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The Effect of Medicaid Expansions in the Late 1980s and Early 1990s on the Labor Supply of Pregnant Women

  • Dhaval M. Dave
  • Sandra L. Decker
  • Robert Kaestner
  • Kosali Ilayperuma Simon

A substantial body of research has found that expansions in Medicaid eligibility increased enrollment in Medicaid, reduced the rate of uninsured, and reduced the rate of private health insurance coverage (i.e., crowd out). Notably, there has been little research that has examined the mechanism by which crowd-out occurs. This study examines the effects of expansions in Medicaid eligibility for pregnant women in the late 1980s and the early 1990s on labor supply, which is one of the possible mechanisms underlying crowd out. Estimates suggest that the 20 percentage point increase in Medicaid eligibility during the sample period was associated with a 6% to 7% decrease in the probability that a woman who gave birth in the past year was employed. Among unmarried women with less than a high school education, the change in Medicaid eligibility reduced employment by approximately 13% to 16%.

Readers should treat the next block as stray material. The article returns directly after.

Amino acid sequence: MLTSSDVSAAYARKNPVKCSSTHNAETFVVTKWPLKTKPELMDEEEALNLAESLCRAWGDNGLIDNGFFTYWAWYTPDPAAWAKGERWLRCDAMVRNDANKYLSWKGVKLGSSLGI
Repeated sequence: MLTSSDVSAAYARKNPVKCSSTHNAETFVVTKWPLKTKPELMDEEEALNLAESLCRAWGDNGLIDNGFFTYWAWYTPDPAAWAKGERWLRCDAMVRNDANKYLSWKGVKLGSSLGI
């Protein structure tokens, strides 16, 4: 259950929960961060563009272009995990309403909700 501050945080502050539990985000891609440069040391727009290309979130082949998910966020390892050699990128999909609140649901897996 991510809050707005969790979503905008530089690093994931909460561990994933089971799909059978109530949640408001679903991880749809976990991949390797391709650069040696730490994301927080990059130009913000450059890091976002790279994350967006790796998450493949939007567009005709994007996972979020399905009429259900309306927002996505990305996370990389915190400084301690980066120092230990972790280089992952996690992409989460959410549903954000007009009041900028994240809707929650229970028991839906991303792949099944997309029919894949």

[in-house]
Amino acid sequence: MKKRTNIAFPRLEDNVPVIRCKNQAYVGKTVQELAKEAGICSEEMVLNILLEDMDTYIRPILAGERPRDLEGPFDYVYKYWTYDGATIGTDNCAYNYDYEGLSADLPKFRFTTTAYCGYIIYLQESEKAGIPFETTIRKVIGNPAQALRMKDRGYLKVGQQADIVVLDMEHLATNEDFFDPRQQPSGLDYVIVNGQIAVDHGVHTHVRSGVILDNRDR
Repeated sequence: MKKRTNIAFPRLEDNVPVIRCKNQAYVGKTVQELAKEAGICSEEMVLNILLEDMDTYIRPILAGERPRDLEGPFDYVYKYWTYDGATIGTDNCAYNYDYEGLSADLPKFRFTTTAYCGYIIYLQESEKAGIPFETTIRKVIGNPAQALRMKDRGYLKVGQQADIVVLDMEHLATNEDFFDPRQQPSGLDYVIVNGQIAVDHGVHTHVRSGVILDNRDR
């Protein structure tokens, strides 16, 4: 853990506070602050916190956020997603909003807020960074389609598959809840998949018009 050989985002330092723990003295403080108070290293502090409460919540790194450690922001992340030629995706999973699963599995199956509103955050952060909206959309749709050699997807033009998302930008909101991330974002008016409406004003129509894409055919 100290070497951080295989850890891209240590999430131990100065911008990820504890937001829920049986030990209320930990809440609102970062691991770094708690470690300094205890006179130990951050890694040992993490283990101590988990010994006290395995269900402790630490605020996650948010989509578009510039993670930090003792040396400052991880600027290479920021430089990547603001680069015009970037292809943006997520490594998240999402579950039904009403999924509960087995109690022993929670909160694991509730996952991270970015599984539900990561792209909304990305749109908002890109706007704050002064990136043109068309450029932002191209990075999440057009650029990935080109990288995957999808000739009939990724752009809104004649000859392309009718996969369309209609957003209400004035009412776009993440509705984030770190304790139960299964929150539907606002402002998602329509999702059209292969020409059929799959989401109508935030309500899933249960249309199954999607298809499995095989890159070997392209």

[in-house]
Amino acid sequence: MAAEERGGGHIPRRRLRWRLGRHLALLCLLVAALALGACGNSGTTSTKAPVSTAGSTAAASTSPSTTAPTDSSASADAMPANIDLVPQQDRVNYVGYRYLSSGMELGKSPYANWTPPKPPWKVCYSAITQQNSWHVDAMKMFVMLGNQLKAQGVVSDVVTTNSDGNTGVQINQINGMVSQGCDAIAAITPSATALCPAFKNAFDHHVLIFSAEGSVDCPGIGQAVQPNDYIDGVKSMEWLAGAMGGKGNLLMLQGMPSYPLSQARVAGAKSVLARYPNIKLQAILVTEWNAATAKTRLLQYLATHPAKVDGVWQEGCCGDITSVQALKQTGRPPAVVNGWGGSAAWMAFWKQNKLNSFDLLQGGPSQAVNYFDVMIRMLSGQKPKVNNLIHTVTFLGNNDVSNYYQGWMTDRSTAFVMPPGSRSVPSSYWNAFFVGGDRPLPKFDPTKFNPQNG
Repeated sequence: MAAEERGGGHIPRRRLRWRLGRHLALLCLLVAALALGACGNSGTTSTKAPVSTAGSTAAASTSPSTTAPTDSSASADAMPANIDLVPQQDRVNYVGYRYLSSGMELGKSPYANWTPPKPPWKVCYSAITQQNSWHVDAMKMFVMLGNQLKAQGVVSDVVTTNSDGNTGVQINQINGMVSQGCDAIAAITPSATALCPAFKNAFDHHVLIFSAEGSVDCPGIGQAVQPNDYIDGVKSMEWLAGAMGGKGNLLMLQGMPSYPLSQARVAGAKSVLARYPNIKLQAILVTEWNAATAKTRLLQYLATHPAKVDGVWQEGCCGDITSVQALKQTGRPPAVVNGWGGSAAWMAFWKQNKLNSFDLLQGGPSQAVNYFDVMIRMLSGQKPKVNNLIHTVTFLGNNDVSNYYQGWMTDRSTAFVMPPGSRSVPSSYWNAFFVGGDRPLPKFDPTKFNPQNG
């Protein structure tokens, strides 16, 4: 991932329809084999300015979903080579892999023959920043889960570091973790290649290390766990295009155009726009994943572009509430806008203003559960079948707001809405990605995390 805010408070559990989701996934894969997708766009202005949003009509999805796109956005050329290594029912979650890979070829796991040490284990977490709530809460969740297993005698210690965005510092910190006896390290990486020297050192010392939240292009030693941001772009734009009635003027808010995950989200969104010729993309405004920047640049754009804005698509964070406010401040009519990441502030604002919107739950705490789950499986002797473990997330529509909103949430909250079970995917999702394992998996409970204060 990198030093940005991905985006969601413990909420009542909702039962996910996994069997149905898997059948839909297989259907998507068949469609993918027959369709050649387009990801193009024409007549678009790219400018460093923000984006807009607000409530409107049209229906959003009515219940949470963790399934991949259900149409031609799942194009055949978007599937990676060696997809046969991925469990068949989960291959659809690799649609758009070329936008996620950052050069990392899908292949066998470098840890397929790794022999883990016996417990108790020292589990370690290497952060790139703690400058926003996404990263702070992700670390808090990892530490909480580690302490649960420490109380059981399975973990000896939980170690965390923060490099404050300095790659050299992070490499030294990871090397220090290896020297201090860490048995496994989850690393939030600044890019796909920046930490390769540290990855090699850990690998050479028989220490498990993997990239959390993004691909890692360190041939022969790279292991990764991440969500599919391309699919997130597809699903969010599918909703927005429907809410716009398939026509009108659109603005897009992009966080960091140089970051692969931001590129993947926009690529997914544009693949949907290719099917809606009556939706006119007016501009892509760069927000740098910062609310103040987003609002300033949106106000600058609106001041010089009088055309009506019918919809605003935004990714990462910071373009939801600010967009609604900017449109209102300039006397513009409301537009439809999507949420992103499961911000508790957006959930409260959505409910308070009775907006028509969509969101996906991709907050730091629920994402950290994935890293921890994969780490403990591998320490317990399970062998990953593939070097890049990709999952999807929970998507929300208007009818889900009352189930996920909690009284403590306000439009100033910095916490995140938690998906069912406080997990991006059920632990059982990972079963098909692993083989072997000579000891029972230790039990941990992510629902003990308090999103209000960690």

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Paper provided by National Bureau of Economic Research, Inc in its series NBER Working Papers with number 19161.

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Date of creation: Jun 2013
Date of revision:
Handle: RePEc:nbr:nberwo:19161
Note: CH HC HE LS PE
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  1. Anne E. Winkler, 1991. "The Incentive Effects of Medicaid on Women's Labor Supply," Journal of Human Resources, University of Wisconsin Press, vol. 26(2), pages 308-337.
  2. Cutler, David M & Gruber, Jonathan, 1996. "Does Public Insurance Crowd Out Private Insurance?," The Quarterly Journal of Economics, MIT Press, vol. 111(2), pages 391-430, May.
  3. Lara D. Shore-Sheppard, 2005. "Stemming the Tide? The Effect of Expanding Medicaid Eligibility on Health Insurance," NBER Working Papers 11091, National Bureau of Economic Research, Inc.
  4. Anthony T. LoSasso & Thomas C. Buchmueller, 2002. "The Effect of the State Children's Health Insurance Program on Health Insurance Coverage," NBER Working Papers 9405, National Bureau of Economic Research, Inc.
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